Now, even after five justices stressed in their separate concurring opinions that Abad acted in bad faith and knew that the DAP was illegal, Malacanang continues to come to the defense of Abad, who, spokesmen said, must be considered “innocent until proven guilty,” a right Aquino himself could not give to Corona or the three senators, whom he has publicly declared guilty even before their trials could begin.

The SC rulings on the Priority Development Assistance Fund and the DAP should be enough grounds to impeach Aquino. But several lawmakers, including Speaker Sonny Belmonte, have made it clear that any impeachment attempt on Aquino would not see the light of day in the House of Representatives, who after all owe him a favor for the billions in PDAF and DAP funds (i.e. people’s money) that he has generously given out to them in the last four years.

But I’m sure Aquino is starting to shake in his boots. After all, his predecessor, Arroyo, also couldn’t be impeached during her term for the same reason that she had complete control of Congress after generously giving out people’s money to the lawmakers. But look at her now – devoid of freedom and pride.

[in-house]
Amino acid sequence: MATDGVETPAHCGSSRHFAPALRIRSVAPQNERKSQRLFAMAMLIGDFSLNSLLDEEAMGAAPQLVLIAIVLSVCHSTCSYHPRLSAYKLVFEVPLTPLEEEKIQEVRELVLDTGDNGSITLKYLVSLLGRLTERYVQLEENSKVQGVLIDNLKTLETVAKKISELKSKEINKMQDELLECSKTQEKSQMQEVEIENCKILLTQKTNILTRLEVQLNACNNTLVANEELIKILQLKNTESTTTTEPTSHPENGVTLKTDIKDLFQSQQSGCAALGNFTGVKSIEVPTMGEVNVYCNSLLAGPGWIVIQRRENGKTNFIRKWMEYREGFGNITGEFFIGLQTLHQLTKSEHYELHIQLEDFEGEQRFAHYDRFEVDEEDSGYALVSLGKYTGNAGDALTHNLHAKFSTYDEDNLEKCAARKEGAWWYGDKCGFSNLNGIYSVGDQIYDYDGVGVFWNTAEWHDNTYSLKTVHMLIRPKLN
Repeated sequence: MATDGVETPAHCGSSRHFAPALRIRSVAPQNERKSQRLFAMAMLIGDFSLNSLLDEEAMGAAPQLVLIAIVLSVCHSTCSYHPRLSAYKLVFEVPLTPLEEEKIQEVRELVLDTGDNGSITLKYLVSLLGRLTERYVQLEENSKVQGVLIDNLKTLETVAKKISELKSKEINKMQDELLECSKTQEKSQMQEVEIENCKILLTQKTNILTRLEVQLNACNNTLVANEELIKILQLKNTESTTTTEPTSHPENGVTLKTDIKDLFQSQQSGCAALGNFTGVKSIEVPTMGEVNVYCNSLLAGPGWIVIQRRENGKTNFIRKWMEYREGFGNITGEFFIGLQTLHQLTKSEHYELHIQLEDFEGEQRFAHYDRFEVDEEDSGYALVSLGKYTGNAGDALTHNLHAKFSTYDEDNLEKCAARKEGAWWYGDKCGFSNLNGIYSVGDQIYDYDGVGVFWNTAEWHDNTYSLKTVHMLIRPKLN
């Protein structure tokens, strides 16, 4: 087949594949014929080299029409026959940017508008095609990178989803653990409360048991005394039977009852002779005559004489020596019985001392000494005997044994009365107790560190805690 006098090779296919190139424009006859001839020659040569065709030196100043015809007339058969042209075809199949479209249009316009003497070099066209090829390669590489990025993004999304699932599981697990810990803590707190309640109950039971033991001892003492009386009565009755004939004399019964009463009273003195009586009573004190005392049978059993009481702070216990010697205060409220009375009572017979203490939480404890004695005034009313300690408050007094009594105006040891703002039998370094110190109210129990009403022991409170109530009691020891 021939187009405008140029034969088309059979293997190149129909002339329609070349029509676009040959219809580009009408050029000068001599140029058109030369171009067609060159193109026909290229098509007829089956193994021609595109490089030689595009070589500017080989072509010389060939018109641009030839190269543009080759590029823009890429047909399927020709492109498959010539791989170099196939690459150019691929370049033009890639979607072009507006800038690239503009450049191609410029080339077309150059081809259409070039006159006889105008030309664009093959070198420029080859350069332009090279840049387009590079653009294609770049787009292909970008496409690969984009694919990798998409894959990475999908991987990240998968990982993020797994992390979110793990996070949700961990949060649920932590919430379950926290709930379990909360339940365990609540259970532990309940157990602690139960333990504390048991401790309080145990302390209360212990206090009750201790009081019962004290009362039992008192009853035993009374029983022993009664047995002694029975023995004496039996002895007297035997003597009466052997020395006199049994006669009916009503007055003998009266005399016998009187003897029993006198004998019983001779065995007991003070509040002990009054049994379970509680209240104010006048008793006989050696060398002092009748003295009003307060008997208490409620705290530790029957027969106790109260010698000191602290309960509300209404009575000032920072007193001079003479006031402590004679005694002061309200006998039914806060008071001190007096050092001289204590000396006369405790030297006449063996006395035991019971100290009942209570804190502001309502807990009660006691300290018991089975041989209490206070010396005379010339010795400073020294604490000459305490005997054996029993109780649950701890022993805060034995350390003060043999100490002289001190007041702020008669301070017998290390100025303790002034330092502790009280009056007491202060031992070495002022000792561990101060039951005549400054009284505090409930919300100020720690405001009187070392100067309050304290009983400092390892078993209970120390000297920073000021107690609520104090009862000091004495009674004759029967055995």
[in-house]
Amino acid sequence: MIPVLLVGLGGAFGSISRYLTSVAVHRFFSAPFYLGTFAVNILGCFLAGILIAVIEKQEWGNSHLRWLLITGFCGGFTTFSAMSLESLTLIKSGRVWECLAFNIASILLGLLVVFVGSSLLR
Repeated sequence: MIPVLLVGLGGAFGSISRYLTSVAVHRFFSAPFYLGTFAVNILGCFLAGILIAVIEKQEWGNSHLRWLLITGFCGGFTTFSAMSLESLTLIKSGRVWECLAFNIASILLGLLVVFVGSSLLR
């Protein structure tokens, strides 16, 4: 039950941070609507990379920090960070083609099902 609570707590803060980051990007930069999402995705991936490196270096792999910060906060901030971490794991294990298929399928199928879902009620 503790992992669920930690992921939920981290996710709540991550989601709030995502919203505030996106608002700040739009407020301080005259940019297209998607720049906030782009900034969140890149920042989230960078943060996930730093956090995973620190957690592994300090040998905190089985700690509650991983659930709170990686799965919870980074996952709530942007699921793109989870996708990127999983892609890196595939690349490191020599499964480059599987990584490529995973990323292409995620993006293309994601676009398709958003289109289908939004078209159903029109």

Aquino cannot be impeached for as long as he has Congress on his leash, nor criminally charged because of his presidential immunity. But he can be sent to jail, just like Arroyo and former President Joseph Estrada, after his term in 2016.

This scary thought can change the political landscape in the remaining two years of Aquino’s term. Either he tries to find a very strong contender within his political party, or drop his party mates and support the most likely to win, at this time Vice President Jojo Binay, who is after all a longtime family friend, with a firm commitment that Aquino would not be prosecuted after his departure from Malacanang.